Charles Ryder is a Captain in the army. His brigade move and Charles wakes up to find himself at Brideshead, "a name so familiar…a conjuror’s name of such ancient power, that at its mere sound, the phantoms of those haunted late years began to take flight" (21). Brideshead is a house that he knew well and the rest of the book deals with his memories of it and its inhabitants.


Charles goes to Oxford. At first, he spends time in the company of very dry academics which he refers to as "these grey figures" (39). It is by curious chance that he meets Lord Sebastian Flyte, son of Lord Marchmain. They do not exchange words. Sebastian vomits into his room through an open window. Despite this inauspicious introduction, their friendship blossoms. They have a very strong common desire. Charles says, "…but I was in search of love in those days" (32). It is a platonic love, romanticism, not the homosexual desire of Anthony Blanche. Cara, Lord Marchmain’s mistress describes it later as "these romantic friendships of the English and Germans…a kind of love that comes to children before they know it’s meaning" (98).

In their first year at Oxford, they find such love and indulge "the languor of youth" (77). They enjoy a riotous and romantic life of carefree frivolity - walking among the Botanical gardens, eating plovers eggs and drinking fine wines; adorning their rooms with beautiful paintings, trinkets and furniture; drinking Sauternes, eating Strawberries and smoking Turkish cigarettes "on a sheep-cropped knoll under a clump of elms" (26). Charles’ cousin, Jasper provides the parodied voice of reality, reason and responsibility. But Charles is living in a romantic world devoid of these ‘three R’s’. In his room sits a skull on a bed of roses with the words "Et in Arcadia ego" inscribed on its forehead. Jasper’s words are a parody of the world that he has escaped. His world seems at the time more real, "I could match my cousin Jasper’s game-cock maturity with a sturdier fowl. I could tell him that all the wickedness of that time was like the spirit they mix with Douro…I could tell him, too, that to know and love one other human being is the root of all wisdom…" (46).

He suffers another ‘reality check’ when he returns home for the long vacation having spent his allowance. He is alone with his father, without the means to escape. He receives a letter from Sebastian, who reminds him of the world that he inhabits at Oxford. He reads the letter, written on "heavy late-Victorian mourning paper, black-coroneted and black-bordered" (70) and the contrast is painfully as he looks out of the window onto his world of normality, "the grimy gardens and irregular backs of Bayswater…the jumble of soil-pipes and fire-escapes and protuberant little conservatories" (70). He rips the letter up and throws it away. He develops a resentful hate of Sebastian but it is short-lived for Sebastian rescues him, inviting him to stay at his family house, Brideshead Castle. There, Charles can return to the romantic world that he seeks. They travel together to Venice to visit Lord Marchmain, where Charles "drowns in honey" among the canals and buildings.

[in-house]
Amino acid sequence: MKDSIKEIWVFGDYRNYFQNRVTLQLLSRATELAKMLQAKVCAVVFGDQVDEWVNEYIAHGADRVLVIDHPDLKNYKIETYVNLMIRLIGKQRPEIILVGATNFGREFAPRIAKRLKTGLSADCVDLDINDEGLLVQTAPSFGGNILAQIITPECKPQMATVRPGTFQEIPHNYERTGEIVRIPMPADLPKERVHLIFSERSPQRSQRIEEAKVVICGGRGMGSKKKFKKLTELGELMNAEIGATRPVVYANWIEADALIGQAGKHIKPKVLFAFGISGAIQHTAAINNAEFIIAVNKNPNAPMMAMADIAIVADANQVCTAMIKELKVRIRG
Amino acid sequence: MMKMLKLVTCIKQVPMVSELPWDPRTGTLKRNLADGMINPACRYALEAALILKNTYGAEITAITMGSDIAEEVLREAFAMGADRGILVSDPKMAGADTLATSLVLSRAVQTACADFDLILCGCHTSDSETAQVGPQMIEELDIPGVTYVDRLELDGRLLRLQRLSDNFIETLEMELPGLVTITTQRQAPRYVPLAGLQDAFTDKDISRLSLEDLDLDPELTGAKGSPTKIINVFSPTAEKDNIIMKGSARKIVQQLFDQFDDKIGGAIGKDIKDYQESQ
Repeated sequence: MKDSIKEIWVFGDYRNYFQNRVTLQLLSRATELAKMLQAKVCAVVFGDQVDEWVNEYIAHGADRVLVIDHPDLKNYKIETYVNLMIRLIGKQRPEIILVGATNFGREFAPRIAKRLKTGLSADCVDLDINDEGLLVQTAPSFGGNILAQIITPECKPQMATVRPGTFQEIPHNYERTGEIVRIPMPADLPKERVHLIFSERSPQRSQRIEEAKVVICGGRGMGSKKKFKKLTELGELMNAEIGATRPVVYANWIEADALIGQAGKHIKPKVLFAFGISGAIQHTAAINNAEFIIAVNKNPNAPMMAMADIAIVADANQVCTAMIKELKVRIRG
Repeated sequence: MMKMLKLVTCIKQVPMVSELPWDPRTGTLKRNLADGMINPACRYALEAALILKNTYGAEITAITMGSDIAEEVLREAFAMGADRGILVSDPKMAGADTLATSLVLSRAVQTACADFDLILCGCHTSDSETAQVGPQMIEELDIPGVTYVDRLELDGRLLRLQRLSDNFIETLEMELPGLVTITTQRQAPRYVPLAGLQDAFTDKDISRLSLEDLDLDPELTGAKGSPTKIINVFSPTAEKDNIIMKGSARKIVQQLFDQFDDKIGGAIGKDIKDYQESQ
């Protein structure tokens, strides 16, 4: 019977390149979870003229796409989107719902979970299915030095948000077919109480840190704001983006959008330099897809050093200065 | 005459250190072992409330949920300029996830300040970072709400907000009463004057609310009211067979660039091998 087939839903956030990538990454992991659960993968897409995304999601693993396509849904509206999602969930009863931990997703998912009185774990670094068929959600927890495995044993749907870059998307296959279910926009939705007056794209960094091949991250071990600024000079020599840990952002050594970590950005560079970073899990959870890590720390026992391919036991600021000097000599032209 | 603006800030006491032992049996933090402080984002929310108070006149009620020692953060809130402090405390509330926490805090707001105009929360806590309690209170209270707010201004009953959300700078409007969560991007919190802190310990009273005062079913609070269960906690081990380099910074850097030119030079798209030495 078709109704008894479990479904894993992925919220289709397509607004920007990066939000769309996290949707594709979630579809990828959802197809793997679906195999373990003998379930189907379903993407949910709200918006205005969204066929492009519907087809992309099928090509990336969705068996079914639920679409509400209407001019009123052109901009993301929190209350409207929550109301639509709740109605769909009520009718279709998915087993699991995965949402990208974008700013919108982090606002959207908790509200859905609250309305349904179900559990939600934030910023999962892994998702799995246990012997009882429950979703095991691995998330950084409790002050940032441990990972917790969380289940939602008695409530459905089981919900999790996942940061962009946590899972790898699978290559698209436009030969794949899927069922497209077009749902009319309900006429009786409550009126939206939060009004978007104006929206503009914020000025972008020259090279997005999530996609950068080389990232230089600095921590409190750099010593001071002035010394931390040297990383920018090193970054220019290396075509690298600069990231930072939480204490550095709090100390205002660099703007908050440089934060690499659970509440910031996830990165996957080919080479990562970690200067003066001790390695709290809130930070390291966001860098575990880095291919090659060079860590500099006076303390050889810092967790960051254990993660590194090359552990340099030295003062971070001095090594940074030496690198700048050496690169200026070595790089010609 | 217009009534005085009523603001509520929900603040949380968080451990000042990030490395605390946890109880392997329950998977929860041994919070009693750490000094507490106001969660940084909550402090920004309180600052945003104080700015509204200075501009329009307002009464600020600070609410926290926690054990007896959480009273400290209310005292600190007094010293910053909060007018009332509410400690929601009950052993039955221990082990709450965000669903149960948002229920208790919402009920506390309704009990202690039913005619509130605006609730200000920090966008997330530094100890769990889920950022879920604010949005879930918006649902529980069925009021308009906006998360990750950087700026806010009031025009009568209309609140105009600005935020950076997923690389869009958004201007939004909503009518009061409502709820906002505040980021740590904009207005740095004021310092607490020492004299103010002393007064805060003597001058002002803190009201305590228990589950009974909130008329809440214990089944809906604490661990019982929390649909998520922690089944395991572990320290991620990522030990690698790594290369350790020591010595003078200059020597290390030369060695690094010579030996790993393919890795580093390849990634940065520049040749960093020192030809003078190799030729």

This life, divorced from the humdrum cares of reality cannot be sustained. They return to Oxford in the autumn for their second year and things are different, "There was a change in both of us. We had lost that sense of discovery that had infused the anarchy of our first year" (102). They become withdrawn and cease to mix with other students. The change in Charles, however, is constructive. He adapts to the changing scene and finds ways to cope with reality. He becomes more studious and, in particular, starts attending classes at the Ruskin school of Art. Sebastian, however, does not adapt, "With Sebastian it was different. His year of anarchy had filled a deep, interior need of his, the escape from reality, and as he found himself hemmed in, where he once felt himself free, he became at times listless and morose, even with me" (103). The difference lies in what they are searching for and what they have lost. Charles is searching for a romantic Arcadia, the "enchanted garden" that lies behind "the low door in the wall" (32). Sebastian is, as Cara says, "in love with his own childhood" (100).

Charles meets Lady Marchmain and is invited to spend the Christmas vacation at Brideshead. It is no repetition of the happy summer that Charles and Sebastian spent there alone. It is clear that Sebastian

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